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D-Day stamp commemorates Canadians’ sacrifice

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Canada Post is about to release a new commemorative stamp to mark the 60th anniversary of the invasion of Normandy during World War II. The stamp, created as a tribute to the memory of all those who fought in the battle of Normandy, will be available starting Sunday, exactly 60 years after the historic invasion.

On June 6, 1944, more than 15,000 Canadian soldiers landed on Juno Beach as part of a bold operation that marked the beginning of the end of the war. Canadian troops constituted one-fifth of total Allied forces involved.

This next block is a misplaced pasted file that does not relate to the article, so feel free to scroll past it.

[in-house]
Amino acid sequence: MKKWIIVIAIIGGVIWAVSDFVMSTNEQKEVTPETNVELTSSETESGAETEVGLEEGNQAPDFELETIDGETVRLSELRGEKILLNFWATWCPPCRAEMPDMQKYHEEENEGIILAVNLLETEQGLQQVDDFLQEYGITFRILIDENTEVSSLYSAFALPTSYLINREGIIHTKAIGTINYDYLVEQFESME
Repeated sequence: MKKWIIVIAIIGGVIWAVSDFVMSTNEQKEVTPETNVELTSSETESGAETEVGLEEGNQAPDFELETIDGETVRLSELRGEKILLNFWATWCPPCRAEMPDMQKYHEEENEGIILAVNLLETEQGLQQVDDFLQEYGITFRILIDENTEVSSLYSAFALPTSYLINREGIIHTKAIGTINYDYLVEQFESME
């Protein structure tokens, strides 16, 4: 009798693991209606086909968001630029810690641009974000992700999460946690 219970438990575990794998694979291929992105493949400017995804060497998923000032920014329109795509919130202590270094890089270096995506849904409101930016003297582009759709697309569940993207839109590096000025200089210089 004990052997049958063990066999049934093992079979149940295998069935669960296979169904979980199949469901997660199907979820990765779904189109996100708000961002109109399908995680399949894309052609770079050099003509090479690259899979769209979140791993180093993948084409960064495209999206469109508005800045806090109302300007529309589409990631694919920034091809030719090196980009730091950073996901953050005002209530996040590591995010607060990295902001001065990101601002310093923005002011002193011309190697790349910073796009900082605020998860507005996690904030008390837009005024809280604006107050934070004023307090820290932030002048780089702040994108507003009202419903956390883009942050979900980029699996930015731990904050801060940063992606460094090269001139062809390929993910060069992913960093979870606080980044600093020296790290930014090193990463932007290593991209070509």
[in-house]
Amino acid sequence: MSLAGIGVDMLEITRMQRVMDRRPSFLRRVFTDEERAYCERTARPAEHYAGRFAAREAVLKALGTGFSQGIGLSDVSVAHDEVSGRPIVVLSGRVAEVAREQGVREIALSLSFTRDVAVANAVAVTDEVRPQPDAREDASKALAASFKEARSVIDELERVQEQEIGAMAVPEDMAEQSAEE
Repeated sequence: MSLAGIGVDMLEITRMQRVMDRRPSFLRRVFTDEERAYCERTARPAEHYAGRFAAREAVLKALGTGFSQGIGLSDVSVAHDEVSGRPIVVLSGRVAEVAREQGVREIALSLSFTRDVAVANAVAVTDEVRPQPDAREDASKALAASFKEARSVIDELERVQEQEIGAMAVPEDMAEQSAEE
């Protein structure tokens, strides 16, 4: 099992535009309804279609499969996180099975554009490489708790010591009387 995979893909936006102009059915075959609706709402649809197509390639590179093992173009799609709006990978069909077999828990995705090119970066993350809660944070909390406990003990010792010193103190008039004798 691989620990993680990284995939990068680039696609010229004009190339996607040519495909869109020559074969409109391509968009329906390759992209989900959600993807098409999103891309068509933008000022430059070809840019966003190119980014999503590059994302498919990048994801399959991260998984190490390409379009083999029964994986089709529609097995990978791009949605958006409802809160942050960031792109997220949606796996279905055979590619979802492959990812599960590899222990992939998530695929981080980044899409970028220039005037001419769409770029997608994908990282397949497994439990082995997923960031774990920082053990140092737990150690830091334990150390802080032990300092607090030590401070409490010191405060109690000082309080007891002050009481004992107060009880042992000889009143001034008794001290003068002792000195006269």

While D-Day marked the turning point, the war would officially last another 332 days.

In addition to the 15,000 troops landing by water, an additional 450 soldiers parachuted behind the beaches, while 10,000 sailors of the Royal Canadian Navy were standing by in 110 ships of all sizes.

By the end of the day, Canadian casualties numbered more than 1,000, with nearly 400 dead. At the end of the Normandy campaign, more than 5,000 Canadians had given their lives.

The commemorative stamp was designed by Derwyn Goodall, based on a painting, "D-Day, The Assault," by Orville Fisher. The painting shown on the stamp hangs in the Canadian War Museum in Ottawa.

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